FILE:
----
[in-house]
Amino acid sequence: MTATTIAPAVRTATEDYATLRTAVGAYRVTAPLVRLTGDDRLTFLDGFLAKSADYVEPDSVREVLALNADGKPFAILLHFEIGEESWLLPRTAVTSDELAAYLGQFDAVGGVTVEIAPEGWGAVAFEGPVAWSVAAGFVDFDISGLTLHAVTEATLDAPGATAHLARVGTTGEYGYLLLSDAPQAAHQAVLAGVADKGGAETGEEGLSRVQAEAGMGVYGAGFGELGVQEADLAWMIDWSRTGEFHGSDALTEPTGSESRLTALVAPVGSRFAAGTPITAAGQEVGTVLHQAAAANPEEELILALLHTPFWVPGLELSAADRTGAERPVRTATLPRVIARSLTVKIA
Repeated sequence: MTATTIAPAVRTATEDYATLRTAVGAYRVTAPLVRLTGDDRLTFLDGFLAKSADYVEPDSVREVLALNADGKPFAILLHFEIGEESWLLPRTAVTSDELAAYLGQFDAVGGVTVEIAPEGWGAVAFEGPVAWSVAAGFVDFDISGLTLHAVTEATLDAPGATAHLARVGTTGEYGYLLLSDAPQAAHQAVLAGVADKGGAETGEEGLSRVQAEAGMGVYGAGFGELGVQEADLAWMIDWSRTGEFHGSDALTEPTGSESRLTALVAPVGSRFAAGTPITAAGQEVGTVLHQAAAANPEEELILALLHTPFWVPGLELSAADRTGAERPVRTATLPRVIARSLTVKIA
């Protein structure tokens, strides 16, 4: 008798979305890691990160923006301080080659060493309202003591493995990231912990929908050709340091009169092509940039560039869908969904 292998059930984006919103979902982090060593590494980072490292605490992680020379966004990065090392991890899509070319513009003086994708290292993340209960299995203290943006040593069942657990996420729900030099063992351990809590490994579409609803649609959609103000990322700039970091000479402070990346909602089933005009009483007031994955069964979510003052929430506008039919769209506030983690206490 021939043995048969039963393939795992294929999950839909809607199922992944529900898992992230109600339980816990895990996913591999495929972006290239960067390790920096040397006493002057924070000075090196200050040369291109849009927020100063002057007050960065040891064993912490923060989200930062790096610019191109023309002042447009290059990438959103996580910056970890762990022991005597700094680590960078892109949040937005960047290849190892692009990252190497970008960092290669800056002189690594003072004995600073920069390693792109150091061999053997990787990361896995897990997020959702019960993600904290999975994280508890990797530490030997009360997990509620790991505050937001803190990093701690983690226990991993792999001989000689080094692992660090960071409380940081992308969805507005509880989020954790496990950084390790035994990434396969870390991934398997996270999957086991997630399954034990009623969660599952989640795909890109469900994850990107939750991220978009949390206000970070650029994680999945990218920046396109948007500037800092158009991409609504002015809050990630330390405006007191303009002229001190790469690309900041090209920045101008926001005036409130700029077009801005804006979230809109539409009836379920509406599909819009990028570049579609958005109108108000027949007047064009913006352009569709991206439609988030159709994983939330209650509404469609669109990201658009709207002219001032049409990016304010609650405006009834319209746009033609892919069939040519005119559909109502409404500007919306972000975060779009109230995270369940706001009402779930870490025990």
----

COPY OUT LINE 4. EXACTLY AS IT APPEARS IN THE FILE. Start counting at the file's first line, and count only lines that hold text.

């Protein structure tokens, strides 16, 4: 008798979305890691990160923006301080080659060493309202003591493995990231912990929908050709340091009169092509940039560039869908969904 292998059930984006919103979902982090060593590494980072490292605490992680020379966004990065090392991890899509070319513009003086994708290292993340209960299995203290943006040593069942657990996420729900030099063992351990809590490994579409609803649609959609103000990322700039970091000479402070990346909602089933005009009483007031994955069964979510003052929430506008039919769209506030983690206490 021939043995048969039963393939795992294929999950839909809607199922992944529900898992992230109600339980816990895990996913591999495929972006290239960067390790920096040397006493002057924070000075090196200050040369291109849009927020100063002057007050960065040891064993912490923060989200930062790096610019191109023309002042447009290059990438959103996580910056970890762990022991005597700094680590960078892109949040937005960047290849190892692009990252190497970008960092290669800056002189690594003072004995600073920069390693792109150091061999053997990787990361896995897990997020959702019960993600904290999975994280508890990797530490030997009360997990509620790991505050937001803190990093701690983690226990991993792999001989000689080094692992660090960071409380940081992308969805507005509880989020954790496990950084390790035994990434396969870390991934398997996270999957086991997630399954034990009623969660599952989640795909890109469900994850990107939750991220978009949390206000970070650029994680999945990218920046396109948007500037800092158009991409609504002015809050990630330390405006007191303009002229001190790469690309900041090209920045101008926001005036409130700029077009801005804006979230809109539409009836379920509406599909819009990028570049579609958005109108108000027949007047064009913006352009569709991206439609988030159709994983939330209650509404469609669109990201658009709207002219001032049409990016304010609650405006009834319209746009033609892919069939040519005119559909109502409404500007919306972000975060779009109230995270369940706001009402779930870490025990």